Friday, 18 March 2016

Review - 'Daredevil', S02E01 - 'Bang'

While there may have been the occasional, very brief, dip in quality over the course of its first season, Daredevil still managed to pretty fantastic, overall. It was a great introduction to this darker and grittier corner of Marvel's ever-expanding cinematic universe set in motion by Marvel's deal with Netflix (which was eventually followed by the equally impressive Jessica Jones) - and, it certainly felt as though it would be a tough act to follow.

Obviously, this first episode of the second season has its work cut out for it. Not only does it need to re-introduce us to the show's cast of impressively well-developed characters - but, it also needs to, essentially, justify the second season's very existence, by setting new plot-lines in motion, and introducing new threats. The 'second season slump' is, after all, a well-known phenomenon when it comes to show's such as this one - so, there was sure to be a vested interest in making sure that Daredevil would be able to rise above that.

With that in mind, it came as something of a relief to see that the second season's first episode didn't waste any time in setting new plots in motion - establishing what is certain to be a recurring theme for the season, with the power vacuum left behind by Wilson Fisk and the desire of various criminal organisations to step forward and take over. Amusingly enough, though, just as the episode begins to establish the threat posed by this power struggle, it then goes out of its way to undermine it, when a meeting of the Irish mob ends in a brutal shoot-out that leaves only a single survivor.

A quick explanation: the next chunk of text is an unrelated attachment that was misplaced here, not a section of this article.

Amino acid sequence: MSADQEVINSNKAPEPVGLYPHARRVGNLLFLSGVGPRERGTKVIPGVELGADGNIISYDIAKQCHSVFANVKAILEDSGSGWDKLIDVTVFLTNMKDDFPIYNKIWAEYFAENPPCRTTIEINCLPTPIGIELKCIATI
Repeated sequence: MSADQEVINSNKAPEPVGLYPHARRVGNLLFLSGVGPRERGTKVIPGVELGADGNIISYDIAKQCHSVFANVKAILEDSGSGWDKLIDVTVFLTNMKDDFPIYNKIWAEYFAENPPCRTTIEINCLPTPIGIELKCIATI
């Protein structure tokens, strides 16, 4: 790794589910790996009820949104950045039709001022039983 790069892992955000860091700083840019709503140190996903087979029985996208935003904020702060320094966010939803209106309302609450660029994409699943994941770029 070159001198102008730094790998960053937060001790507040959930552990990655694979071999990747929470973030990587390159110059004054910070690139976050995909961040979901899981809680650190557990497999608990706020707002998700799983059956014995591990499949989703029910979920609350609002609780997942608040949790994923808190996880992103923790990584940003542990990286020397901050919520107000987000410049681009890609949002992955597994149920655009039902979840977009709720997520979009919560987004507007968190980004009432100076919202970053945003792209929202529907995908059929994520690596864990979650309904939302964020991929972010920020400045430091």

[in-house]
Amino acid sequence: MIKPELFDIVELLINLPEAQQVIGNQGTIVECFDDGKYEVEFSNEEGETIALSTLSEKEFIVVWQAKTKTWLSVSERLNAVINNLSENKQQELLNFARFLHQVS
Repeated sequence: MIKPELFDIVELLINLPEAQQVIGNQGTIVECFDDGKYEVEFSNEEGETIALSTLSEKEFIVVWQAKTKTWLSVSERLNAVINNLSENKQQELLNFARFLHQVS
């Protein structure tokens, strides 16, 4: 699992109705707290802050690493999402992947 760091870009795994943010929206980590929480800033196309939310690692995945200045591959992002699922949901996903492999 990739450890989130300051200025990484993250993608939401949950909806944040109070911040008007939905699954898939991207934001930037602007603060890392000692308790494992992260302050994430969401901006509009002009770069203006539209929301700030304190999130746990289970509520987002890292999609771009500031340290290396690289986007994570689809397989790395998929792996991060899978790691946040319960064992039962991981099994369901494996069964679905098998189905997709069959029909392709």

This entire sequence was an especially entertaining moment in this first episode for a variety of reasons. First of all, the simple fact that this gathering would be allowed to play out in its entirety, complete with a very impressive speech, only to suddenly be interrupted at a crucial moment managed to add a very macabre touch of black comedy to that moment of brutal violence that I definitely appreciated. Most importantly, though, this sequence was, of course, intended as the audience's first introduction to the Punisher (Jon Bernthal) - making the great decision of showing us what he can do, before revealing the man, himself. The idea that his attack would be assumed (by both the police, and Matt) to be work of an entire squad, at first, was another amusing little touch.

Naturally fearing for his life, this sole survivor, Grotto (McCaleb Burnett) reaches out Matt and Foggy - believing that the two lawyers, who have earned themselves a reputation for trust-worthiness in Hell's Kitchen, will be able to help get him into a witness protection program, and out of Hell's Kitchen. The only problem, though, is that he is also in urgent need of medical attention - requiring a trip to the hospital, and a hastily constructed cover-story.

Matt and Foggy, meanwhile, begin to conduct their own investigation of what they still mistakenly believe to be a new, heavily armed and highly trained, criminal organisation. Reaching out to the police, they learn that the Irish mob weren't the first organisation to be targeted - and, each sets off to follow this new trail. Matt makes the sensible decision of suiting up as Daredevil and investigating black-market weapon deals. Its a trail which eventually leads him to another recent massacre, just in time for its sole survivor to reveal what the audience already knew - that this was all the work of a single man. Foggy, meanwhile, makes the baffling decision of trying to talk his way into the club-house of a bikie gang that was, also, recently targeted - and, finds his own life threatened in the process.